I think that addiction is a physical dependence. Stimulating the reward centre of the brain is not a physical dependence. Nicotine does not rewire the brain - I would be interested to see evidence of that.

    Gemma -lou - the reason you can't just quit is because your subconscious is not yet ready.

    Max - you said:

    I think that is incorrect myself-nicotine as a drug is addictive and is as addictive as heroin,so I have read-that is documented.

    We've all read that nicotine is harder to give up than heroin. That is based on statistics of those who try to quit and don't. For smoking it's a very low success rate - for many reasons, one of them being we don't understand the habit. As for success rate for heroin - well that's probably different - many people don't live to tell the tale. Also, with heroin, we're not dealing with massive numbers, but I would say it's either succeed or die. I don't think the deaths are put into the stats. From a physical dependence viewpoint, comparing nicotine to heroin is comparing apples to oranges: the statistical argument likewise is invalid.

  • Gemma -lou - the reason you can't just quit is because your subconscious is not yet ready.

    Fab I'll go buy 20 Marlboro lights then.

    You did say I'm not ready so thanks :)

  • I think that addiction is a physical dependence. Stimulating the reward centre of the brain is not a physical dependence. Nicotine does not rewire the brain - I would be interested to see evidence of that.

    And i would be interested to see a scientific or medical source that states nicotine is non addictive.

    Addiction is defined as: "a. Compulsive physiological and psychological need for a habit-forming substance"

    Re changing the brain:

    Smokers' Brains Change in Response to High Levels of Nicotine

    February 24, 2012

    Dear Mayo Clinic:

    Is it true that smoking changes your brain somehow, making it harder to stop smoking? If so, how does that happen? Is there anything that can be done to change it back?

    Answer:

    Yes, that's true. When you smoke, your brain changes in response to the very high levels of nicotine delivered by cigarettes. Those brain changes cause you to become addicted to nicotine, and that addiction can make stopping smoking very difficult.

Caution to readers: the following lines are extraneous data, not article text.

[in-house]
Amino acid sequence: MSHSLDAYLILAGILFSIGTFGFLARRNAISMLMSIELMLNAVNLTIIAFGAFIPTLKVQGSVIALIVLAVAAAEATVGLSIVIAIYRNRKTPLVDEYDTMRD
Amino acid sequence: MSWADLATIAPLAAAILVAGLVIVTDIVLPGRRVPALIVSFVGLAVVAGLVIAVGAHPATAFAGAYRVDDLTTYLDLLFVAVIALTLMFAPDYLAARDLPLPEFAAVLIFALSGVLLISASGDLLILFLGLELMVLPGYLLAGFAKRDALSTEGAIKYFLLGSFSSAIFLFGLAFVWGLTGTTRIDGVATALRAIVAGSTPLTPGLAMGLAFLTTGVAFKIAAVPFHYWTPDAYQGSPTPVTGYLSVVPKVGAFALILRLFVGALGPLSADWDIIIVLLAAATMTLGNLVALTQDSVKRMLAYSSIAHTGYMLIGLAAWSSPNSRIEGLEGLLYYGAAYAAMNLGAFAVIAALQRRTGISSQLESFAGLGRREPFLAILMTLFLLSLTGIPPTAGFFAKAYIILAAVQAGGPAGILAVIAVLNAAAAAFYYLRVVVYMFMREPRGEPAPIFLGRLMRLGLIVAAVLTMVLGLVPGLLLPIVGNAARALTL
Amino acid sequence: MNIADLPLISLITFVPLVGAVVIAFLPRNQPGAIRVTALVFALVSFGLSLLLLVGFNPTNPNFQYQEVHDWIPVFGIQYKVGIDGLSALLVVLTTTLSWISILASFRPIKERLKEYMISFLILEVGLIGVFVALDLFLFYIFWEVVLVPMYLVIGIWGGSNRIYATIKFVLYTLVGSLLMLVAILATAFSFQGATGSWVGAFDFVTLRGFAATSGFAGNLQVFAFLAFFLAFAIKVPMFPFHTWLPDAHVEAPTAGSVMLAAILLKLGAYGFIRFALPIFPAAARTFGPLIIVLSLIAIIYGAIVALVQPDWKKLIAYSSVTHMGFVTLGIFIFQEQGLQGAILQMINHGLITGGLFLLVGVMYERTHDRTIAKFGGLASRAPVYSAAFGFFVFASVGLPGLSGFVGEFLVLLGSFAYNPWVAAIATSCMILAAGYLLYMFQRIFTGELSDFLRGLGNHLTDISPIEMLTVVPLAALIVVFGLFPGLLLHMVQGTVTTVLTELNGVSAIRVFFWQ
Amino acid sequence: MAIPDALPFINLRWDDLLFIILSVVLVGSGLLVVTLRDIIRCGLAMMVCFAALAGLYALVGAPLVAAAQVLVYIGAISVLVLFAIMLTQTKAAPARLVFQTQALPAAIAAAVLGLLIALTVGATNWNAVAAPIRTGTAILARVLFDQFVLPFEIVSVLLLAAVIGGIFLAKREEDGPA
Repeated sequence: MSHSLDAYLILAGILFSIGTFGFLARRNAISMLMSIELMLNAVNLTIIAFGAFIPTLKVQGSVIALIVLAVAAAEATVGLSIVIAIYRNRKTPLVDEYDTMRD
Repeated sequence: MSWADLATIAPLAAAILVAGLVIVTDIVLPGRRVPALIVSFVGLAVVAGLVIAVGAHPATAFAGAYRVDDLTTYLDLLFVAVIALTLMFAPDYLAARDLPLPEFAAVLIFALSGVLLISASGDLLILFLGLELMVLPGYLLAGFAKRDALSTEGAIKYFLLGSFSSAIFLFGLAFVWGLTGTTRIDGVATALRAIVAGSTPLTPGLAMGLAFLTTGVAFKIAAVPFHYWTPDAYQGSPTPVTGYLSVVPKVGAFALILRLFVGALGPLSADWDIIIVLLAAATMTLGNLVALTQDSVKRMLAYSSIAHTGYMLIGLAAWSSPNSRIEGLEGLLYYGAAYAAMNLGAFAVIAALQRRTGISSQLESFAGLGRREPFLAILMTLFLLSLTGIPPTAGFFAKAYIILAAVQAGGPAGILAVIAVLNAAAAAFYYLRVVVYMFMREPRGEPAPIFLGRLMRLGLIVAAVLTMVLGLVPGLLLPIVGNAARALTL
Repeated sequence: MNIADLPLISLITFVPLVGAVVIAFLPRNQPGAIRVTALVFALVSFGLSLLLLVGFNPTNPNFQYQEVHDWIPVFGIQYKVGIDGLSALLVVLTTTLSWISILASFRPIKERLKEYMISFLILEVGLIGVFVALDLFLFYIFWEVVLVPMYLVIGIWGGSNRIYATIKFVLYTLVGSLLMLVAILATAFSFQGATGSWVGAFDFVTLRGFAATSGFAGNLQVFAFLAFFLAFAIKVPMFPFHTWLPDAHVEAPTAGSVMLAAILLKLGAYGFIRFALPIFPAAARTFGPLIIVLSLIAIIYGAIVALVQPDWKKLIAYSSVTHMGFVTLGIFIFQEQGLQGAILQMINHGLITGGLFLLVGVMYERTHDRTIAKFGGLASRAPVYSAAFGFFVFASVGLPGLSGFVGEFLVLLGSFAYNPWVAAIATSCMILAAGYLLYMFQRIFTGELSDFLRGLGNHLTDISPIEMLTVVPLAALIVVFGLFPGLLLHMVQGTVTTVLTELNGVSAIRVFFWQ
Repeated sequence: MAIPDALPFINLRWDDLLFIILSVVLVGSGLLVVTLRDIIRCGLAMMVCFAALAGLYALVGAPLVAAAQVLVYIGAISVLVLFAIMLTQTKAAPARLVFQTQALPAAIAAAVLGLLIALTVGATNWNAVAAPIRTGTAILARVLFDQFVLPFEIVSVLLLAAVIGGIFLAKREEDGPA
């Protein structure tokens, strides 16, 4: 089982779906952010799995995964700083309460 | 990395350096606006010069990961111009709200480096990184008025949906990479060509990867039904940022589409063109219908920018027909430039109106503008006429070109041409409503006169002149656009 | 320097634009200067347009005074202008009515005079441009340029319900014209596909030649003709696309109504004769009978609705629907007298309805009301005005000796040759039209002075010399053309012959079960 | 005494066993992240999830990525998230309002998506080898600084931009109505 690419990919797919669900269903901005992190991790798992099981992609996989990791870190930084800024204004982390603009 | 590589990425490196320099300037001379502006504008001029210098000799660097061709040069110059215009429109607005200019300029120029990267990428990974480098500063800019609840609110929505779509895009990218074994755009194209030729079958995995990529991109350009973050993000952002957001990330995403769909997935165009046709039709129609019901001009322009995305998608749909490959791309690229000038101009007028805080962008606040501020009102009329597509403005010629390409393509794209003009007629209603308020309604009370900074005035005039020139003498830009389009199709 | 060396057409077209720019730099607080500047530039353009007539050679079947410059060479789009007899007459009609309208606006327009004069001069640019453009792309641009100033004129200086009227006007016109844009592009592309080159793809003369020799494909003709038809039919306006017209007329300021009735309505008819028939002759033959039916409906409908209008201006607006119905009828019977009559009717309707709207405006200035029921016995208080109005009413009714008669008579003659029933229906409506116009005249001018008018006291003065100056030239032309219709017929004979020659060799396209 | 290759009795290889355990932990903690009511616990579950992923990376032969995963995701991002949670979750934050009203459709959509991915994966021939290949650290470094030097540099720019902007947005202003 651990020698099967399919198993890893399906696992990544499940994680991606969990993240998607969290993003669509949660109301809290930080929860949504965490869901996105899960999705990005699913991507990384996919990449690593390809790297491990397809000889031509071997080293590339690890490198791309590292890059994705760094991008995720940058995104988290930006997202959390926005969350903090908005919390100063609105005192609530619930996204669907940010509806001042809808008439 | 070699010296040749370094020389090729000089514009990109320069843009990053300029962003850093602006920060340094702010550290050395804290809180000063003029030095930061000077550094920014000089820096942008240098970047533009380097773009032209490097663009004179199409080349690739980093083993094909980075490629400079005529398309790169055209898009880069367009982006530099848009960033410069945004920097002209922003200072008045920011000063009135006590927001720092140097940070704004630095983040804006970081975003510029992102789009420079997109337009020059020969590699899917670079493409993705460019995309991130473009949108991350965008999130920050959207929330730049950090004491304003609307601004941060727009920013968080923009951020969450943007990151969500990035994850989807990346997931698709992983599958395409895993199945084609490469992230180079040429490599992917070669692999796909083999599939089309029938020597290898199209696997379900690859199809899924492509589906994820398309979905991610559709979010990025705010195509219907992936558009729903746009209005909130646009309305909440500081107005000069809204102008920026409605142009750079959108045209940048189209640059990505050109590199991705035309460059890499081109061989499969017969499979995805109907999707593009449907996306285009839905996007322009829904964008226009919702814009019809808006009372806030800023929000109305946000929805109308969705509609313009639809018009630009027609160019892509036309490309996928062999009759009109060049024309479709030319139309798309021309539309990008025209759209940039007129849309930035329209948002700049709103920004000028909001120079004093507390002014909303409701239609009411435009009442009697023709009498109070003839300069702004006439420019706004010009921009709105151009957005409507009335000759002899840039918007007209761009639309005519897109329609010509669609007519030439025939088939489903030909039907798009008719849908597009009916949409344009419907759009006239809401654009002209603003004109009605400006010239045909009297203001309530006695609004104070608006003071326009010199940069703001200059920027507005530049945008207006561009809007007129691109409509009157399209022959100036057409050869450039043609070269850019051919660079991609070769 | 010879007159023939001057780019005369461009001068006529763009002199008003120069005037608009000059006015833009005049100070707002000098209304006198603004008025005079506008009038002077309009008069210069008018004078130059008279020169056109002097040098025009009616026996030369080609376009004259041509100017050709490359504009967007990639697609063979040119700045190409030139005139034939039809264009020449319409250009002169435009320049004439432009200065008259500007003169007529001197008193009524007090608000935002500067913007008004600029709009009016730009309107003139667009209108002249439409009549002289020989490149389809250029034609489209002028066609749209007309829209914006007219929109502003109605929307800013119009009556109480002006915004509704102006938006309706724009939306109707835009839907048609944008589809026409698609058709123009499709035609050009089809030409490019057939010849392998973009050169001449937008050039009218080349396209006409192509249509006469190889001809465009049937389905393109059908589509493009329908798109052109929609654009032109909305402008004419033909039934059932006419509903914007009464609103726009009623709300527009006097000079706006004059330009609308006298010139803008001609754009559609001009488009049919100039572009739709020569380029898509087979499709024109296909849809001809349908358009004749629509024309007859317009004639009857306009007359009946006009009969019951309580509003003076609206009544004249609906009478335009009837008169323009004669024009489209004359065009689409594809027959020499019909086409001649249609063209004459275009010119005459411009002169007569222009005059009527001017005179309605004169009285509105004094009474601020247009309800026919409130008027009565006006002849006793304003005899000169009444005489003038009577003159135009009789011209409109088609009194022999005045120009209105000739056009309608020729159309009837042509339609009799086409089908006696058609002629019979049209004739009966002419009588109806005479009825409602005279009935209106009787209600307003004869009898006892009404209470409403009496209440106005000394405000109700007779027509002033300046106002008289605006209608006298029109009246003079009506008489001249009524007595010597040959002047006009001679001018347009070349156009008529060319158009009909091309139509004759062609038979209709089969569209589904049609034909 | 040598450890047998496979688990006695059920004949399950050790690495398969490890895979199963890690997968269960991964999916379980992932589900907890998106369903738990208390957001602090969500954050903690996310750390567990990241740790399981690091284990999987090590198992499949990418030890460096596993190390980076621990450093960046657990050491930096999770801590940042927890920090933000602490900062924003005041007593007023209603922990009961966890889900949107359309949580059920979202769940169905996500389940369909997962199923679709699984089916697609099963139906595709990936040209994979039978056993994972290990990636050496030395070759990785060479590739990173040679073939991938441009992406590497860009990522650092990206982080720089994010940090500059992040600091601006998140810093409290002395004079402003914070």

Nicotine is the chemical in tobacco that keeps you smoking. Nicotine that gets into your body through cigarettes activates structures normally present in your brain called receptors. When these receptors are activated, they release a brain chemical called dopamine, which makes you feel good. This pleasure response to dopamine is a big part of the nicotine addiction process.

    Over time, as you continue to smoke, the number of nicotine receptors in your brain increases. Addicted smokers have billions more of these receptors than nonsmokers do. But not all smokers have such a high level of receptors. That is why some regular smokers can stop smoking without much difficulty.

    When you try to stop smoking, the receptors in your brain do not receive nicotine, so the pleasure response is cut off. In addition, low�levels of nicotine lead to symptoms of nicotine withdrawal, such as strong cravings for a cigarette, anxiety, irritability, restlessness, difficulty concentrating, depressed mood, frustration, anger, increased hunger and difficulty sleeping. The fastest way to alleviate the withdrawal symptoms is to smoke a cigarette, which releases dopamine and activates the pleasure response.

    Sourcehttp://www.mayoclinic.org/medical-edge-newspaper-2012/feb-24b.html

  • Misinterpreted

    Hi Gemma - I didn't say you weren't ready - i said the reason you can't JUST quit ... there is a difference! Most of us have need some sort of prop; the reasons is can't even begin to guess at. I used champix.

    The subconscious can't always be changed quickly - that was the point I wanted to make. I was responding to your post where you seemed to imply because it didn't happen quickly then it was an addiction.

  • I go back to what I said - it's semantics now. Stimulating the reward centre of the brain is not, I believe, a physical dependence. The article you've quoted from has chosen to say it is; the dopamine reward centre is just that - activation of what is already there - not a change as such.